A total of 51,610 Turks migrated to Germany in 2019, an increase of 8.8 percent compared to 2018 numbers, the Turkish edition of Deutsche Welle (DW) said on Wednesday, citing a report by the German Federal Office for Migration and Refugees (BAMF).
Turkey, with the largest immigrant group in Germany, ranked fifth last year among countries with the highest migration rate to the country with 3.3 percent, after Romania, Poland, Bulgaria and Italy.
According to the data, Turks ranked third among asylum seekers after Syrians and Iraqis with a total of 10,784 asylum applications lodged by Turkish citizens in 2019, an increase of 6.1 percent compared to the 2018 figure.
Turkey ranked sixth among counties that receive immigrants from Germany after Romania, Poland, Bulgaria, Italy and Hungary, with 2.5 percent of the total.
The data also show that 990 Turks obtained an EU Blue Card, which enables them to live and work in the European Union as well as providing an avenue to permanent residency. The number of Turks who obtained the card increased from 439 to 990 between 2016 and 2019.
Turkey ranked second among countries with the largest number of highly qualified workers who had an EU Blue Card in Germany with 7.5 percent, after India, the citizens of which constituted 30.1 percent of the workforce in the country in 2019.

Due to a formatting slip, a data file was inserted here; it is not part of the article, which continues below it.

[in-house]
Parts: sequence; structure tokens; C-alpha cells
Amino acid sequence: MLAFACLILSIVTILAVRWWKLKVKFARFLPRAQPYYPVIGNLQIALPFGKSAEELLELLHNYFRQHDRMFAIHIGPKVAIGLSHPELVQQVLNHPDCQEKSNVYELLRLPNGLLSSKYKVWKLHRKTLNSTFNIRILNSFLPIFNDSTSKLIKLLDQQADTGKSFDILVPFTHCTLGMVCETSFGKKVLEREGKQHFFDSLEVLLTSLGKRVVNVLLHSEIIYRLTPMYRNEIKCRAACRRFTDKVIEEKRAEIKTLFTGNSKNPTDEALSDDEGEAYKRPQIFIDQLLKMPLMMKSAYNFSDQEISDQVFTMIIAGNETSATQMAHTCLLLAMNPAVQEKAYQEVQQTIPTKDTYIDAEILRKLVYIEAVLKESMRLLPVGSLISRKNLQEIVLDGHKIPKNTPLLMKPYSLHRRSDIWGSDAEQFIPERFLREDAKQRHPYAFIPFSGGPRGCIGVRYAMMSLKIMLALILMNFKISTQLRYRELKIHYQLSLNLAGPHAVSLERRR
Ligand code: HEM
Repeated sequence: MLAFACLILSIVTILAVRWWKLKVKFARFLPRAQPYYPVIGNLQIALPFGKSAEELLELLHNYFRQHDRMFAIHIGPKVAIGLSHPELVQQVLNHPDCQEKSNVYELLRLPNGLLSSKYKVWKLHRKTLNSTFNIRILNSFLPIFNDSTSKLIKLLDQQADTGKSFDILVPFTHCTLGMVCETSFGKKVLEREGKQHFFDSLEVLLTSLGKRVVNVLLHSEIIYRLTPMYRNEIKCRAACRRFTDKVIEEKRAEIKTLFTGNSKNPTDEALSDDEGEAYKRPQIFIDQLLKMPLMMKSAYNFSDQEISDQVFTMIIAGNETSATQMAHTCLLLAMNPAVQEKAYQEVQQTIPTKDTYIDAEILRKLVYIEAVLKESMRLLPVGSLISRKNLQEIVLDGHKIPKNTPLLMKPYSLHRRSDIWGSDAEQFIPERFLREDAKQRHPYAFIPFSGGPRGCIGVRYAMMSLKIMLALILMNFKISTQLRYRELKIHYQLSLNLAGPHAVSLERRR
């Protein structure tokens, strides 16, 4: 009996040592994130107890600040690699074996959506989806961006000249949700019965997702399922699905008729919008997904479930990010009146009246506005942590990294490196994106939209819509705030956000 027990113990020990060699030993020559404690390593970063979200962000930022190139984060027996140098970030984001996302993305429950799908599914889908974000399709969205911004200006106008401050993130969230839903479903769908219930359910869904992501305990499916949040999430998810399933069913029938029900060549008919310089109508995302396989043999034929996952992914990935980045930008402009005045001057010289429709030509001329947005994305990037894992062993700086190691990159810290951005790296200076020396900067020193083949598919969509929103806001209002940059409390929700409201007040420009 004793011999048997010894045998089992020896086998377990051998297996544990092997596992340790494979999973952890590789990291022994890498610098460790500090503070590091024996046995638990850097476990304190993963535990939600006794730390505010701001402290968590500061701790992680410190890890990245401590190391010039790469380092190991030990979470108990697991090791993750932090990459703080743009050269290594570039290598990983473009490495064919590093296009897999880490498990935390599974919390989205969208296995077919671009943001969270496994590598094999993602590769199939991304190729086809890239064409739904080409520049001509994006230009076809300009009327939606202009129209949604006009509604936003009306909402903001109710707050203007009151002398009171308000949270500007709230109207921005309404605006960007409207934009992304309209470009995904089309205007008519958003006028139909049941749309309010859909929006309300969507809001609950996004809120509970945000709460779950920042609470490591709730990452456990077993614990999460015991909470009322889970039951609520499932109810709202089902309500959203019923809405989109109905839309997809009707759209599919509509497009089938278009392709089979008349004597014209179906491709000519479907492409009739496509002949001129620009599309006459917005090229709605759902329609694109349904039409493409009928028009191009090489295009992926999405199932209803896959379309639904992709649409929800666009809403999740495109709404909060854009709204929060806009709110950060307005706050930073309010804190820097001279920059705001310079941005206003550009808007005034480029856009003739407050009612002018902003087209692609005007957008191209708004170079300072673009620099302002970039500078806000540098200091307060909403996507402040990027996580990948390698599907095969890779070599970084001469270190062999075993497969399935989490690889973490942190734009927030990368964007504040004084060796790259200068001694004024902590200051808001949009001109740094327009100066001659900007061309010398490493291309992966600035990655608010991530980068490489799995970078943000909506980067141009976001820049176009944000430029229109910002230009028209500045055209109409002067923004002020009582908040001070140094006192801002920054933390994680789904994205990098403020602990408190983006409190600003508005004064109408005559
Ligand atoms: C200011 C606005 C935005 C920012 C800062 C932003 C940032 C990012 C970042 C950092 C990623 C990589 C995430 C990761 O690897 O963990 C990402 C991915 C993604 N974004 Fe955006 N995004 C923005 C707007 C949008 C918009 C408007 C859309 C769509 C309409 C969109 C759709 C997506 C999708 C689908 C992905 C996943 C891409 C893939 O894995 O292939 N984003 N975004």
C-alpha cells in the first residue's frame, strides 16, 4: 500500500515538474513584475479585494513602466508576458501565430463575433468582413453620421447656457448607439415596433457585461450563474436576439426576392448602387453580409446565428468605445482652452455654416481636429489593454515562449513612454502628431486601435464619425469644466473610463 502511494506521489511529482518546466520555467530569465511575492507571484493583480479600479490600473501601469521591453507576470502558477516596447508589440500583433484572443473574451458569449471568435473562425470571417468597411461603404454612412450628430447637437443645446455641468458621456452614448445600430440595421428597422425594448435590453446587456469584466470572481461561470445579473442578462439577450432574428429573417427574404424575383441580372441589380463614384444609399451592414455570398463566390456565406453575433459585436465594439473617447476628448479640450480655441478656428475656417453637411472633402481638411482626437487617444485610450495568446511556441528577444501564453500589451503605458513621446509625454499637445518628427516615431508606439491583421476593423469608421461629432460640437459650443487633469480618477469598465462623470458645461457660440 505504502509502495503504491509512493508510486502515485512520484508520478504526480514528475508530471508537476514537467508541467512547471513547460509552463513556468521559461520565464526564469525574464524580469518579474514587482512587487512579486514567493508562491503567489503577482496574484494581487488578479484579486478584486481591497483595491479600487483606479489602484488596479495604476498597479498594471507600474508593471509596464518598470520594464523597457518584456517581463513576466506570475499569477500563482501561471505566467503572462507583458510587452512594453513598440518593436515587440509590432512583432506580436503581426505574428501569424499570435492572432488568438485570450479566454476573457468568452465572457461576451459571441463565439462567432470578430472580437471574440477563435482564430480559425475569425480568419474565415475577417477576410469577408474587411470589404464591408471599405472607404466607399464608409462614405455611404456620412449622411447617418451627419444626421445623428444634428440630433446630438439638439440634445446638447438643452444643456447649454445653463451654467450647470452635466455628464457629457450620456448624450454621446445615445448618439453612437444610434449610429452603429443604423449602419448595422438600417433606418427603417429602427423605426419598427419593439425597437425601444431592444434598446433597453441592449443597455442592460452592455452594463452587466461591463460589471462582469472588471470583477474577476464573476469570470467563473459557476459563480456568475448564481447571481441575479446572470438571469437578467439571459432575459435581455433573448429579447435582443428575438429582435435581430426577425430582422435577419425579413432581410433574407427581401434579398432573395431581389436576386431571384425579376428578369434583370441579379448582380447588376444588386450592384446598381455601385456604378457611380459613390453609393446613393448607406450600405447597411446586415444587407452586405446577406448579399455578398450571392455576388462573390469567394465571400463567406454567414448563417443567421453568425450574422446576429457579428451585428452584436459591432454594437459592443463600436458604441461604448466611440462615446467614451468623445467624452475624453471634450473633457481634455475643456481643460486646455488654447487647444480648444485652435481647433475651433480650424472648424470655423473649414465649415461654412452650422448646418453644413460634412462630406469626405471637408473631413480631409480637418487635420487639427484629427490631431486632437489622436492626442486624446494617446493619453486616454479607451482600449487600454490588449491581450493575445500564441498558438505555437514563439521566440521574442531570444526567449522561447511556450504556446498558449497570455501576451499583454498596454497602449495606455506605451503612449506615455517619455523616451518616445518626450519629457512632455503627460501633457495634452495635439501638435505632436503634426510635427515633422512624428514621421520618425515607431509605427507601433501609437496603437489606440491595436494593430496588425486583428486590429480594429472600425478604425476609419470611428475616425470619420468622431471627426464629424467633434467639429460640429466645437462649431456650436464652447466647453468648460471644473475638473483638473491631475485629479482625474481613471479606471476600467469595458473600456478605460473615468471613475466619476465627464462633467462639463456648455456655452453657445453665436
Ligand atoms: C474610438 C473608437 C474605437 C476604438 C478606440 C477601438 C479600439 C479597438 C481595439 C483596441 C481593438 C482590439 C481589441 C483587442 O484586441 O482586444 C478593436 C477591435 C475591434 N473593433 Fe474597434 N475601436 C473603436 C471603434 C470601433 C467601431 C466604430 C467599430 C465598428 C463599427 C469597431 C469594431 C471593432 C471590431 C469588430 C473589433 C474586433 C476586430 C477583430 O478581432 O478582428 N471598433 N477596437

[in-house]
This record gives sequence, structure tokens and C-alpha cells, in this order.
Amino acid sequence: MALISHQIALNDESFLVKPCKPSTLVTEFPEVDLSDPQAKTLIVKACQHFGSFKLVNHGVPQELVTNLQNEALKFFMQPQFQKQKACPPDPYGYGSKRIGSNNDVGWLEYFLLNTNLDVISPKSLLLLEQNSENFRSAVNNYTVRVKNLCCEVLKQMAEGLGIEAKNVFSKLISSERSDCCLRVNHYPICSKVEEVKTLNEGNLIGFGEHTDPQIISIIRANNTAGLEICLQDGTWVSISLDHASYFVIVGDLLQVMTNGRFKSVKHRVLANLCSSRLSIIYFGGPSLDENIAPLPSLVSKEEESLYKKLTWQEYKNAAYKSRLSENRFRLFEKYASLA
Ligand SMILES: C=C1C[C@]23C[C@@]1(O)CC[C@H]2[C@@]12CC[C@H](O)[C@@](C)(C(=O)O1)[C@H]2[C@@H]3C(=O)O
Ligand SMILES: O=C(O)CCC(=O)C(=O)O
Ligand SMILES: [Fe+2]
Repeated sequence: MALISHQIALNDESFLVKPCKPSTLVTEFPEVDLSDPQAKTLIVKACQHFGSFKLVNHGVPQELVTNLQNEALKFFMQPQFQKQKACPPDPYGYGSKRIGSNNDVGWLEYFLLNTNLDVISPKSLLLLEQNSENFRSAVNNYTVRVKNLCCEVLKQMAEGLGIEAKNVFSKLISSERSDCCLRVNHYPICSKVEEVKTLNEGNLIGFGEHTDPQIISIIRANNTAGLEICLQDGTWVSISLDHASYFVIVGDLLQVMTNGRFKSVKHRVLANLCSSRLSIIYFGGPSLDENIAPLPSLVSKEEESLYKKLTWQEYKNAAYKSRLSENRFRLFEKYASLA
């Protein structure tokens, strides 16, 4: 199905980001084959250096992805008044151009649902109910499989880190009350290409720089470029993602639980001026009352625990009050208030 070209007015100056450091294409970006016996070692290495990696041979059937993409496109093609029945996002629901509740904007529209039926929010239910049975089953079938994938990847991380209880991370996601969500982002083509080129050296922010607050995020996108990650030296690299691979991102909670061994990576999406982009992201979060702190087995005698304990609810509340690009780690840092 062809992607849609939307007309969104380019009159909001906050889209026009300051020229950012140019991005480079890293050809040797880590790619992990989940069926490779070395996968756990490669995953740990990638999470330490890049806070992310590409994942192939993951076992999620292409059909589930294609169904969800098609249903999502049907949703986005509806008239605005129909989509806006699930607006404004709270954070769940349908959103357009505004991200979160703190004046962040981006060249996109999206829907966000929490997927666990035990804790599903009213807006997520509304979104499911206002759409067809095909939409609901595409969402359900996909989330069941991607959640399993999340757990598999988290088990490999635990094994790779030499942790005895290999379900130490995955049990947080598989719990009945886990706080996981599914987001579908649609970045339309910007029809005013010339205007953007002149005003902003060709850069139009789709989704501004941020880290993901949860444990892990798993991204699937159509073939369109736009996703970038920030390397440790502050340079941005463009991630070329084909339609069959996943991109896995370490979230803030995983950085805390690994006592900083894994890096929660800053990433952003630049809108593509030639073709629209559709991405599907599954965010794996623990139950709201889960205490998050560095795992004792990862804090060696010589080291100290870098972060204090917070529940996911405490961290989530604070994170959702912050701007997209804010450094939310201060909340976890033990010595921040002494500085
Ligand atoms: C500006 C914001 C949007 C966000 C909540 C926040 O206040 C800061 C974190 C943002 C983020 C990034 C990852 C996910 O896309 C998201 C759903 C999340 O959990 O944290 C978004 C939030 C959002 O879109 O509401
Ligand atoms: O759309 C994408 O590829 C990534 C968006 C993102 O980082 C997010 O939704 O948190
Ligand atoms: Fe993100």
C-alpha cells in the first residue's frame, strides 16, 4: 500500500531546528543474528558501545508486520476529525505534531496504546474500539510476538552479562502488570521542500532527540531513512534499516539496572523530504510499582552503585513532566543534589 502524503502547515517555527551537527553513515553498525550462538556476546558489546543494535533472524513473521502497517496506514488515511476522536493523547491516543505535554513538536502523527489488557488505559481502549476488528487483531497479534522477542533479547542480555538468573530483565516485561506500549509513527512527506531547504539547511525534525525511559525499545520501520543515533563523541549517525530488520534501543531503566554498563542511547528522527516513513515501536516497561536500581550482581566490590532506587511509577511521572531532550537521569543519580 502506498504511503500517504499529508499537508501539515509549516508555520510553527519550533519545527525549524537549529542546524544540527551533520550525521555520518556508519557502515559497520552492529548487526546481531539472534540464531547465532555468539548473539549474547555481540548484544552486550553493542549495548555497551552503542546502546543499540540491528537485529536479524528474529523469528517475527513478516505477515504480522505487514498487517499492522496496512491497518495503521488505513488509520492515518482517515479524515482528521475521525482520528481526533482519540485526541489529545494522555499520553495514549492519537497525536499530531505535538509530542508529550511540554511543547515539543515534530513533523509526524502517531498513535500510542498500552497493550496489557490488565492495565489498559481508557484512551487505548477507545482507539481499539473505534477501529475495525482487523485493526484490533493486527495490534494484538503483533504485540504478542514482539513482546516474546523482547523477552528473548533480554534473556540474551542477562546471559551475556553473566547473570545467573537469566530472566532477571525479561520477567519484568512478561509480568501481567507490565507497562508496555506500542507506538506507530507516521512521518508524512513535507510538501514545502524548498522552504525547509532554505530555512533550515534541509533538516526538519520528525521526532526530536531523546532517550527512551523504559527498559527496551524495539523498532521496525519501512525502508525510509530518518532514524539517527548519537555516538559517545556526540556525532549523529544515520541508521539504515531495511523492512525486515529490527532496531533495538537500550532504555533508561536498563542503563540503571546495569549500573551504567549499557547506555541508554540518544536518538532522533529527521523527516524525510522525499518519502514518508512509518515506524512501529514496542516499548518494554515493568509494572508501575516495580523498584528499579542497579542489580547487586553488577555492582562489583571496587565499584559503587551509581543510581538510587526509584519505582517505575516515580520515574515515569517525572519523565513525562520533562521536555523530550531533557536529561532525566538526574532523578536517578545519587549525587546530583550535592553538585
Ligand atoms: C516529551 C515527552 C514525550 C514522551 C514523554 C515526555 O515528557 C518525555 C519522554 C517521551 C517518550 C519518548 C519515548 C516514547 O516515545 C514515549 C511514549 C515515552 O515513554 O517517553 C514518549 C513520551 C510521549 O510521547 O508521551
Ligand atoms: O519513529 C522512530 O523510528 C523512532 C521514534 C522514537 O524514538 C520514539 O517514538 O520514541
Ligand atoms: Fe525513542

Last year, the number of foreign nationals in Germany, a country with a population of over 83 million, increased by 3.1 percent over 2018 to 12.5 percent in 2019, with Turkish nationals being the largest group in the country with a population of 1.47 million.
However, the proportion of Turks among more than 10 million foreign nationals in Germany has continued to drop over the last few years. The number of Turks in Germany decreased by 4,020 in 2019 compared to 2018, constituting only 13.1 of foreign nationals in the country last year.
According to the report, 77.9 percent of Turks living in Germany have been residing in the country for at least 20 years. The data also showed that 16,235 Turks acquired German citizenship in 2019, a decrease of 2.8 percent compared to 2018 statistics.
In a similar development, Enis Behar Menda, founder of the London-based business consultancy company Plusture, on Thursday told the Sözcü daily that the number of Turks who applied for a UK worker visa through the Ankara agreement in a week had exceeded 1,000 in the last several weeks.
The European Community Association Agreement (ECAA), also known as the Ankara agreement, permits Turkish nationals to establish themselves as a worker or in a business in the UK, also allowing them to acquire residency rights in the country.